Taking a macro view, Avengers : Endgame is a thrilling and heartfelt celebration of the Marvel Cinematic Universe (MCU) and represents the end of the Infinity Saga, which began with Iron Man (2008).
There is so much to love about Endgame, for both hardcore and casual fans – from the epic Marvel CGI-enabled spectacle to the trademarked wacky humour to the deep emotional beats that resonate amongst these fan-favourite characters. The sacrifice of key characters certainly brought forth many lump-in-throats moments.
It’s impossible not to be swept away by its ambition, its scope and even its vaunted fan-service that has been built up – not only from over a decade of the MCU but over 50 years of comic books.
However, if one takes a closer look at the plot of Endgame, then it fails scrutiny. For better or worse, Endgame employed that most troublesome of scifi/superhero tropes – time travel.
The problem with time travel stories has always been with its rules. The dilemma of the time paradox – what happens if you change the events of the past or even encounter your past (or future) self? Does the present (or the future) then also change? Would an alternate timeline/reality be created?
Endgame has a problem with obeying its own time travel rules as the movie contradicts itself numerous times, which makes the plot severely confusing and ultimately resulting in a multitude of plot holes.
Before the Avengers embark on their time travel mission, they are routinely warned about not encountering their past selves (or providing any information to the same) and yet believe that nothing which has been changed in the past could affect the present (or future)! Which is it?
Not only that but there are instances of very convenient plot points that inevitably bring on the dreaded loss of the suspension of disbelief.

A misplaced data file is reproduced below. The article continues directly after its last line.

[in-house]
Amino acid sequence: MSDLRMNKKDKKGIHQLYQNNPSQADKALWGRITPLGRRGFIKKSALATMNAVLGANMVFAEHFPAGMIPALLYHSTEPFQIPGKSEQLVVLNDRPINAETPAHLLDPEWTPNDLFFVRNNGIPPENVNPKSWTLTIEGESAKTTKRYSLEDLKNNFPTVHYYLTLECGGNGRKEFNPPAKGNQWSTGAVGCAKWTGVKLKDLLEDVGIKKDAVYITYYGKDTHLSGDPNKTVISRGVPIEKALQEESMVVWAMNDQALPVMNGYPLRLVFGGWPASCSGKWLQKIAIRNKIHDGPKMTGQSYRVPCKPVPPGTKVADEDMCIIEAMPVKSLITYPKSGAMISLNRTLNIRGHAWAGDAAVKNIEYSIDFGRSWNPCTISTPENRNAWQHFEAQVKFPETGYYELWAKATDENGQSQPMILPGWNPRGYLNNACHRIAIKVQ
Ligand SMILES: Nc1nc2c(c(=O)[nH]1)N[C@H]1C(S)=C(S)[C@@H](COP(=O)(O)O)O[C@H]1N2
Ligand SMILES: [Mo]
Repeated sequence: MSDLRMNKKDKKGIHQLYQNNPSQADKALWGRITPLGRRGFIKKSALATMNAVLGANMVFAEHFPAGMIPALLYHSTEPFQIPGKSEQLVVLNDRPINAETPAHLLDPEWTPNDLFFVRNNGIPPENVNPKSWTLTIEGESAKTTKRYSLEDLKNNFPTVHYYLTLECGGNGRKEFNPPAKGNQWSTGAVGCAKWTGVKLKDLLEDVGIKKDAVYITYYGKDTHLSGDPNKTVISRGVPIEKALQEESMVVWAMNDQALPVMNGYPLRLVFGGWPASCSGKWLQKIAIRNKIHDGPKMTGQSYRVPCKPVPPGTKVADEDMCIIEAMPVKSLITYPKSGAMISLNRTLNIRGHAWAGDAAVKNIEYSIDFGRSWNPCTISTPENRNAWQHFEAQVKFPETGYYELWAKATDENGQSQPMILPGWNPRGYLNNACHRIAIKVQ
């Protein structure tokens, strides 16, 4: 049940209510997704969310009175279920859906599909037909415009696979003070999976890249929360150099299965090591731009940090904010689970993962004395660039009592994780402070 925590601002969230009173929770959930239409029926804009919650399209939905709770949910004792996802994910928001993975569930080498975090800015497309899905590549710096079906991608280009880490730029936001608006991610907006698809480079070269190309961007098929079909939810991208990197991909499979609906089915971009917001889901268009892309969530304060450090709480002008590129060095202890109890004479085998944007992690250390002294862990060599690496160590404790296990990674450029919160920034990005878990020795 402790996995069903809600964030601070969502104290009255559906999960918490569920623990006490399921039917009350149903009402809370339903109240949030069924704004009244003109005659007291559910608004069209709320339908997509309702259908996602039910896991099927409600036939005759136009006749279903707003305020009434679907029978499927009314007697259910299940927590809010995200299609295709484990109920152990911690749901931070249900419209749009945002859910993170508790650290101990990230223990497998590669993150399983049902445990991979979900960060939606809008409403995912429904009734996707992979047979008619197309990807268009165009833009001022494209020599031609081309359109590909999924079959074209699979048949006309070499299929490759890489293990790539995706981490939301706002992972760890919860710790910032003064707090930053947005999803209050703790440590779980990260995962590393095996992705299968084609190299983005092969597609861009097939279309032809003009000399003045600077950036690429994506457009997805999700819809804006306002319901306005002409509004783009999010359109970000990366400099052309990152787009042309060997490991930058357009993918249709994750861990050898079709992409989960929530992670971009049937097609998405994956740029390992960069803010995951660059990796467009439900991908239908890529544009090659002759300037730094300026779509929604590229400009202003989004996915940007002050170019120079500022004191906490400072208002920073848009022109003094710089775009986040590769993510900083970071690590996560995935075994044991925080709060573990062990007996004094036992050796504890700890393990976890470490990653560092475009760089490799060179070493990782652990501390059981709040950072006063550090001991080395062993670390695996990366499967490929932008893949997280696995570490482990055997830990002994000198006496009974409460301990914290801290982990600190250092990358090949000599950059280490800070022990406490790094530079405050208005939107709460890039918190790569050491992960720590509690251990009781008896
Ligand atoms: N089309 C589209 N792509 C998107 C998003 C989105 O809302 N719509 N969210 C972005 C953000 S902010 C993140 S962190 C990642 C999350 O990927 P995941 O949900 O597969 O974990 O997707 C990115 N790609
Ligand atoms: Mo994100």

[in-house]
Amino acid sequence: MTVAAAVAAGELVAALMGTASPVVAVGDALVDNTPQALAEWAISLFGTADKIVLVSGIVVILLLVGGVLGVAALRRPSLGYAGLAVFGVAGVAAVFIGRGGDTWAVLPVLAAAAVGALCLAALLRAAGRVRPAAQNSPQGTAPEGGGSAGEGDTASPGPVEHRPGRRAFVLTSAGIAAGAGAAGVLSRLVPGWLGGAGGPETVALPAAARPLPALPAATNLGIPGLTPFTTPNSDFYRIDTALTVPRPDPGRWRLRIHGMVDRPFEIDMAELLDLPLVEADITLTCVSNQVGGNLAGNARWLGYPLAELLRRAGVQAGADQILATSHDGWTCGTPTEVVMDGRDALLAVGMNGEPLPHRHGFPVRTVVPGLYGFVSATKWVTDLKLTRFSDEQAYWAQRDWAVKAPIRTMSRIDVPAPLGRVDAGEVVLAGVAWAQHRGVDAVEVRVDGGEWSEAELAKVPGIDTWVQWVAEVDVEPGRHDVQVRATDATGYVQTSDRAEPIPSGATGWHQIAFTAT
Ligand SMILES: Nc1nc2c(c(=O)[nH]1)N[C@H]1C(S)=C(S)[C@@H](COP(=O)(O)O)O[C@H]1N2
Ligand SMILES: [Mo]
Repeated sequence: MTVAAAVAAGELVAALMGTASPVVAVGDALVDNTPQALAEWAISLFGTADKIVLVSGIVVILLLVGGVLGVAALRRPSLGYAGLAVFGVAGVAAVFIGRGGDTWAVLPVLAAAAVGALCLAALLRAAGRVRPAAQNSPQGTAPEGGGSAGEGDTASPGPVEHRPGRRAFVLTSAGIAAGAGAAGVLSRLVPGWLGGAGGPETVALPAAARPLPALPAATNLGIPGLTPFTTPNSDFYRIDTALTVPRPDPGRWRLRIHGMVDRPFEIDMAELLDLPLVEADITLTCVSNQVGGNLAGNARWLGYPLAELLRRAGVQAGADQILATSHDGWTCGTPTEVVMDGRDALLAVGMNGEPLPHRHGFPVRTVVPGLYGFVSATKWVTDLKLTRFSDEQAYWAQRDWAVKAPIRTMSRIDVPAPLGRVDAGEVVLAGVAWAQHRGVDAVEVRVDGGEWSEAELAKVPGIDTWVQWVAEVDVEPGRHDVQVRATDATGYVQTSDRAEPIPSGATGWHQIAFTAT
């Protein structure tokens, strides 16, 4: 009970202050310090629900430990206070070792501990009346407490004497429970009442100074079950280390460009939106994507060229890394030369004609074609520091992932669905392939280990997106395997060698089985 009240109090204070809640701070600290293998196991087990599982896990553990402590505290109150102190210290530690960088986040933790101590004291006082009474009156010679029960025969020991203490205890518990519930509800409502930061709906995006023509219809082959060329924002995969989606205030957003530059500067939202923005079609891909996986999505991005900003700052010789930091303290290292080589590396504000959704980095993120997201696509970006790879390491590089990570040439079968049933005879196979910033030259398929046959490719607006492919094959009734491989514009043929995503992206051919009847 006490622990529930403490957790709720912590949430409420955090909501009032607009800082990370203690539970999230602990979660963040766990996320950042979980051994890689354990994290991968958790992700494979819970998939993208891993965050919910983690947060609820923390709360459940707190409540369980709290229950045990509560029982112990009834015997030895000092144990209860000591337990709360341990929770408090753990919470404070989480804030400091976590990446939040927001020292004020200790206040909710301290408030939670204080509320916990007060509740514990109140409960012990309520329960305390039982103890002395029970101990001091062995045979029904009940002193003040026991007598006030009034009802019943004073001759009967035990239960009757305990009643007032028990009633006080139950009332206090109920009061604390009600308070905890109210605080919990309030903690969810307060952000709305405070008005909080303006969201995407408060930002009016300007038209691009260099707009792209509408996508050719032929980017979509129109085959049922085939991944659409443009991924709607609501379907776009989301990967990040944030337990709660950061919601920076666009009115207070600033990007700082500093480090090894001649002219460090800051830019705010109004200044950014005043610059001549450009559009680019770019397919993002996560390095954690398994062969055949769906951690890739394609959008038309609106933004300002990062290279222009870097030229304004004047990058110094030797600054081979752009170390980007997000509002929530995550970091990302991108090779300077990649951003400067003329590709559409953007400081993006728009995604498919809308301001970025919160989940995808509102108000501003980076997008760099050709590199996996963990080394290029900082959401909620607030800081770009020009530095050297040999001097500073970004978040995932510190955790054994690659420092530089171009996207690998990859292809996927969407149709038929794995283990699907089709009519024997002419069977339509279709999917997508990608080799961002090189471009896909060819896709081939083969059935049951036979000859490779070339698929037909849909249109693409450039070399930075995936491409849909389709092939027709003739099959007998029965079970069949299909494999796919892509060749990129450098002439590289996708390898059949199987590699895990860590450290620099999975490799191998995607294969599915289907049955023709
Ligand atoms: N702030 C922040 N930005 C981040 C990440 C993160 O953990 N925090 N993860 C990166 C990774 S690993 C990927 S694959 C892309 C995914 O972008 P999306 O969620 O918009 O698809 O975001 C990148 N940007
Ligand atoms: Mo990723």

One key moment, occurs when the Avengers first travel to the past. For some reason – which is not exactly made clear – the Nebula of the past (2014) involuntarily projects a concurrent memory of the present Nebula – which alerts Thanos to the Avengers time traveling machinations.
While it’s obvious that this was necessary to bring Thanos back into the picture as the antagonist-in-chief – the Mad Titan is beheaded by Thor early in the movie – 2014 Nebula’s malfunction makes no sense and serves as a necessary plot point though illogical.
When the 2014 Nebula returns with the other Avengers back to the present, she then sets into motion a plan to bring Thanos and company into the present – their future – but how is this even possible, without Thanos utilising the Pym particles – which the present Nebula only had a single dose of? Another convenient plot point borne out of necessity, though illogical.
Yet another plot hole relates to the Hulk’s snap to bring back everyone who had been dusted by Thanos. Now, the present timeline of the Avengers happens to be five years in our future (!) with Tony and Pepper now married with one daughter, Morgan.
Does Hulk’s snap bring back the dusted but not reverse time? Then, how does one account for the fact that Peter Parker’s friend Ned has not aged at all in the closing sequence of the movie. And yet, Morgan Stark still exists and Scott Lang’s daughter remains a teenager? And if not, then is the MCU now set in 2022 – five years after the events in Infinity War (2018)? None of this confusion is cleared up by the movie’s end.
And there’s more – Steve Rogers going back to the past to live his life with Peggy Carter and therefore becoming an elderly man in the present day.
Now, here’s the paradox, did his exploits as Captain America not happen at all after returning to the past and changing history? And if that’s not how time works – i.e. nothing is changed – then why does Cap go back to return the various infinity stones then? Like I said, very very confused.
Ironically, there is a scene, when a few Avengers make fun of Back to the Future, as if its entire premise is silly (and inaccurate) but that movie makes more sense and at least obeys its own rules unlike Endgame, which is a mess, in this respect.
While these time travel plot flaws do not for the most part, ruin the enjoyment of a well-crafted classic superhero movie, it does require shutting down one’s brains for the duration of the movie, when the the time travel plan is executed.
Nothing’s perfect, I guess, in the final run. It must be recognised that putting together a movie like Endgame is a difficult task and for the most part, Marvel succeeded wildly.
… still there’s more …
The Sith has hit the fan, Star Wars fans! Lucasfilm head honcho Kathleen Kennedy has confirmed they are developing a Knights of the Old Republic project.